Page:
Sunday 11 June 2017

The Dark Forest book review

The Dark Forest
by Cixin Liu
translated by Joel Martinsen
China:  2008
(English: 2015)

On a personal note, my glee has me beyond the moon and past the stars.  For many months, my reading enjoyment has been like a long road trip where I end up sleeping on friends’ musty old couches, in tents on the cold ground (with a nasty root digging at me) and in skeevy motels with saggy busted spring beds.  One star experience after one star experience.  I tell you, my morale dropped to dangerous lows.  Where could a fellow find a decent book??  I was becoming certain no modern author could write a coherent page of prose.

Well, finally a quality hotel with a firm, king-size mattress, fresh sheets and fluffy pillows!  Lovely.

The Dark Forest is a book by acclaimed Chinese SF author, Cixin Liu.  A rich, well-written, well-thought out, well-researched book of science fiction.  As is my wont, I’m not going to delve into the plot.  There are any number of synopses available at the click of a keyboard and they can reap your ire for careless spoilers.

After innumerable books with clumsy, or zero, description of the world and characters, I revelled in the vivid writing.  The first chapter is done from the viewpoint of an ant crawling about its business.  Magnificent stuff.  Whether an alpine meadow or the Louvre or geostationary orbit, Mr. Cixin put me in the scene with real people.

The hearty endorsement on the cover by the esteemed David Brin forewarned me that I would need to bring my brain to this party.  Cutting edge astrophysics, futuristic thinking, alien psychologies, and sprawling interstellar philosophies all kept my brain doing calisthenics with a happy huffing and puffing.  It hasn’t been exercised like this in a long while.

I don’t know how to portion out the different stylistics of the writing.  How much is the “Chinese Method”, how much is Mr. Cixin’s personal style and how much is down to the translating of Mr. Martinsen?  Anyhow, the book moves in a different tempo than I’m used to.  Not unpleasant, just another requirement of the exercise regime.

Speaking of the Chinese origins, I did have some struggle to keep the Chinese names straight.  I had nearly succumbed to crying in confusion with a few early scenes until I finally read the supplied footnotes.  I felt quite silly for not reading them immediately.  “Xiao” and “lao” are honorifics sort of in the price range of “uncle” or “sir”.  NOW I understood there weren’t four or five characters bouncing out and in the scene, but only two, with one sometimes being called “Murray Lindsay” and sometimes “Uncle Murray”.  So, a piece of advice:  read the footnotes when they come up!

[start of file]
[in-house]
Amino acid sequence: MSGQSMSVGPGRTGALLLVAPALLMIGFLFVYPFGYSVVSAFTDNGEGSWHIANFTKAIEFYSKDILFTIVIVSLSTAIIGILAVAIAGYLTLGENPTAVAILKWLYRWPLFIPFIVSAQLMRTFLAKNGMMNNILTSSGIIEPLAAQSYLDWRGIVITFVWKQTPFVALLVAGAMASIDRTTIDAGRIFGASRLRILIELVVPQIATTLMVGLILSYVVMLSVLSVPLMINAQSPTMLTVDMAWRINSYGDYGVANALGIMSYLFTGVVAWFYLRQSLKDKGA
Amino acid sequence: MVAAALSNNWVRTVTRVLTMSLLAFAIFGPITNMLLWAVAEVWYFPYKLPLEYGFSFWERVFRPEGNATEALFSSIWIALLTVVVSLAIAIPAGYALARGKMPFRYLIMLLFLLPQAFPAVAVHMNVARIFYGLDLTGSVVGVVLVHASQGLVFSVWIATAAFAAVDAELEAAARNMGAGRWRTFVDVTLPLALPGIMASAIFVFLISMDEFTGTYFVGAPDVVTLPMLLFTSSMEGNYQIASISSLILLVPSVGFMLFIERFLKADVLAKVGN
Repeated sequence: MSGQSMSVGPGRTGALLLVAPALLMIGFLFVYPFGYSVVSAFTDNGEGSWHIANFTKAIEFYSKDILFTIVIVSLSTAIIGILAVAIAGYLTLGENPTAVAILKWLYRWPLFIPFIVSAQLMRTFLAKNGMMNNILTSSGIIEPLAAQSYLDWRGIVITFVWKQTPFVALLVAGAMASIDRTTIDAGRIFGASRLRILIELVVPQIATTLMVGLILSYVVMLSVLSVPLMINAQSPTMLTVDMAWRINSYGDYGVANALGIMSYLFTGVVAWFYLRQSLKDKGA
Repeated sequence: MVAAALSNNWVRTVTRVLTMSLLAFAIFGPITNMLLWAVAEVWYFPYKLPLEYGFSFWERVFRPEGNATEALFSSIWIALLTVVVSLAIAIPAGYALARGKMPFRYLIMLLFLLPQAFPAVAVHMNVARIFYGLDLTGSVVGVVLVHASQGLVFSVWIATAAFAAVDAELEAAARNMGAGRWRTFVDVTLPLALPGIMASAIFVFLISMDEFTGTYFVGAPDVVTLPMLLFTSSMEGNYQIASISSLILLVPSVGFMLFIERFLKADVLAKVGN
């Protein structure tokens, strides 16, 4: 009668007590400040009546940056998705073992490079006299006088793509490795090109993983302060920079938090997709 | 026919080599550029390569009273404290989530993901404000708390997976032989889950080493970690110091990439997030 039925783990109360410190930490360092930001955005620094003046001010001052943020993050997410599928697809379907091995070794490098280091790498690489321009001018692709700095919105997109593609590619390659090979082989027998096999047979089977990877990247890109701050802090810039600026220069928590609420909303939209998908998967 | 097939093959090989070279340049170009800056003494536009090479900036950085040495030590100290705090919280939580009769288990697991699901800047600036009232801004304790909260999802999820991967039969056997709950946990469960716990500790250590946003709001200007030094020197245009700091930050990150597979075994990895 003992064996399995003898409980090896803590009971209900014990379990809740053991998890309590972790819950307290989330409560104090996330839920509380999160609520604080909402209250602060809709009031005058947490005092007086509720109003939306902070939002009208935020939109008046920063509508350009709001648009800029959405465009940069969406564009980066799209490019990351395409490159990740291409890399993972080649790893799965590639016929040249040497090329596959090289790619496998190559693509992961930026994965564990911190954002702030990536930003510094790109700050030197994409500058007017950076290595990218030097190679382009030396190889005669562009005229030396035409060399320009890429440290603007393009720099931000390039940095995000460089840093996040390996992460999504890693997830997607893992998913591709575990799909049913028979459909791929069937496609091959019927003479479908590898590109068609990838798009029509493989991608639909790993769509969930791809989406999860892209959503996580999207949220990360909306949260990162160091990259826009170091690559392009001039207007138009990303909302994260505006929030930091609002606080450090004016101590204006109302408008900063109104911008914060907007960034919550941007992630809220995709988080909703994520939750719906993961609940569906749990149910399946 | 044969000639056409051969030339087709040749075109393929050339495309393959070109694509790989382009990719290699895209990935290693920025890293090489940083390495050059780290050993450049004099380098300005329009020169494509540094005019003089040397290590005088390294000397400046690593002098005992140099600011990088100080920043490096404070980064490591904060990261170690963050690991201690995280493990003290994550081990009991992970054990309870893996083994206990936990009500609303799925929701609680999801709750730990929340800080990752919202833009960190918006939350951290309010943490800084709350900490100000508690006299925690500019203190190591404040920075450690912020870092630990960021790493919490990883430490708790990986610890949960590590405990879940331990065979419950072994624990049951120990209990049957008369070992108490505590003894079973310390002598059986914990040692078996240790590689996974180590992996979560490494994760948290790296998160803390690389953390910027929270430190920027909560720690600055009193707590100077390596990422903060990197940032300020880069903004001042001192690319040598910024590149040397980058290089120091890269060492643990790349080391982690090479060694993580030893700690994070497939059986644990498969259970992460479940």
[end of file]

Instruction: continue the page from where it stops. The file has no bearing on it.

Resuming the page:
As a side note, the novel is far more international in aspect than I expected.  It keeps coming back to China, but the characters and references roam the countries of the Earth and beyond.  Nearly as many Western references exist as Asian and Chinese.

The most unfortunate fact was that this is Book #2 in a trilogy comprised of The Three Body Problem, The Dark Forest and Death’s End.  Nowhere, and I mean nowhere, in the edition I have was there any mention that I had picked up book #2.  This is not any fault of Mr. Cixin.  This is a sloppy and possibly unsavoury action by the publisher.

This gave me a weird vibe as I read.  Various significant acts and personal details coming from the antagonists didn’t cause nearly enough commotion in the plot.  “These (aliens) managed to inflict this stupendous (action) on Earth and all humanity, but everyone treats it like a regrettable rain shower at the beach??”  Now I know that lack of reaction is because these acts and details all happened in book #1!  Everyone got it out of their system (I assume) back then.

BUT, the cool flip side of this is my reading was not impeded significantly.  Other than a puzzled annoyance hitting here and there, I fell into no gaping plot holes of utter confusion.  For me, The Dark Forest read almost like a standalone novel.  Well done, I say.

The plot itself is dark, but does not descend to the relentlessly grim tone that amateur writers believe makes their work “serious”.  Even with the dire events and harrowing moments compounding with the accumulating pages, somehow I stayed on my feet.  Like some sort of “Rocky” script, the story left me wobbling on my pins, black, blue and bloody, but still…feisty.  Determined.  After I catch my breath and wait for the spinning to stop, I will continue on to the third volume.  Knowing what I know, I regret I won’t be backtracking to the first book.